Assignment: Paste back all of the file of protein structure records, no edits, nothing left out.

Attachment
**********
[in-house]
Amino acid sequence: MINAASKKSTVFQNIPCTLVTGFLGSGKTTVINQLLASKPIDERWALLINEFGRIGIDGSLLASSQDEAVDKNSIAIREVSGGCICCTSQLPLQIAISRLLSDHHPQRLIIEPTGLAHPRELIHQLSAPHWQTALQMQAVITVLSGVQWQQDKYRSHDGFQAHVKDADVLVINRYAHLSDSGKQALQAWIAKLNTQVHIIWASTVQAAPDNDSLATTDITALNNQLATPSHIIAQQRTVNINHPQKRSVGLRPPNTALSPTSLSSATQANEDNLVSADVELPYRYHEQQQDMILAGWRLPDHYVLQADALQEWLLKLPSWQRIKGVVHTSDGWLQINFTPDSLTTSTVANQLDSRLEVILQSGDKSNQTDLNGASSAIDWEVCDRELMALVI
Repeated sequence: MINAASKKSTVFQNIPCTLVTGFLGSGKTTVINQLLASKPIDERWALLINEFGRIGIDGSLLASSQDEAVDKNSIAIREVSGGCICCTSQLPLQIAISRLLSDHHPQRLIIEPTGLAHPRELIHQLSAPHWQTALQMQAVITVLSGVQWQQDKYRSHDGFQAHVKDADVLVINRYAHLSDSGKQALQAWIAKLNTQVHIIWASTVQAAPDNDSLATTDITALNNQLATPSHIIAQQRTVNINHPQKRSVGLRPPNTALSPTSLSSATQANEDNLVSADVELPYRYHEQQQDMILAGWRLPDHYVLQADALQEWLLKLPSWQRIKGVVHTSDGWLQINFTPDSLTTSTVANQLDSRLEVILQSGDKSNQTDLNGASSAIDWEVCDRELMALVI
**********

[in-house]
Amino acid sequence: MINAASKKSTVFQNIPCTLVTGFLGSGKTTVINQLLASKPIDERWALLINEFGRIGIDGSLLASSQDEAVDKNSIAIREVSGGCICCTSQLPLQIAISRLLSDHHPQRLIIEPTGLAHPRELIHQLSAPHWQTALQMQAVITVLSGVQWQQDKYRSHDGFQAHVKDADVLVINRYAHLSDSGKQALQAWIAKLNTQVHIIWASTVQAAPDNDSLATTDITALNNQLATPSHIIAQQRTVNINHPQKRSVGLRPPNTALSPTSLSSATQANEDNLVSADVELPYRYHEQQQDMILAGWRLPDHYVLQADALQEWLLKLPSWQRIKGVVHTSDGWLQINFTPDSLTTSTVANQLDSRLEVILQSGDKSNQTDLNGASSAIDWEVCDRELMALVI
Repeated sequence: MINAASKKSTVFQNIPCTLVTGFLGSGKTTVINQLLASKPIDERWALLINEFGRIGIDGSLLASSQDEAVDKNSIAIREVSGGCICCTSQLPLQIAISRLLSDHHPQRLIIEPTGLAHPRELIHQLSAPHWQTALQMQAVITVLSGVQWQQDKYRSHDGFQAHVKDADVLVINRYAHLSDSGKQALQAWIAKLNTQVHIIWASTVQAAPDNDSLATTDITALNNQLATPSHIIAQQRTVNINHPQKRSVGLRPPNTALSPTSLSSATQANEDNLVSADVELPYRYHEQQQDMILAGWRLPDHYVLQADALQEWLLKLPSWQRIKGVVHTSDGWLQINFTPDSLTTSTVANQLDSRLEVILQSGDKSNQTDLNGASSAIDWEVCDRELMALVI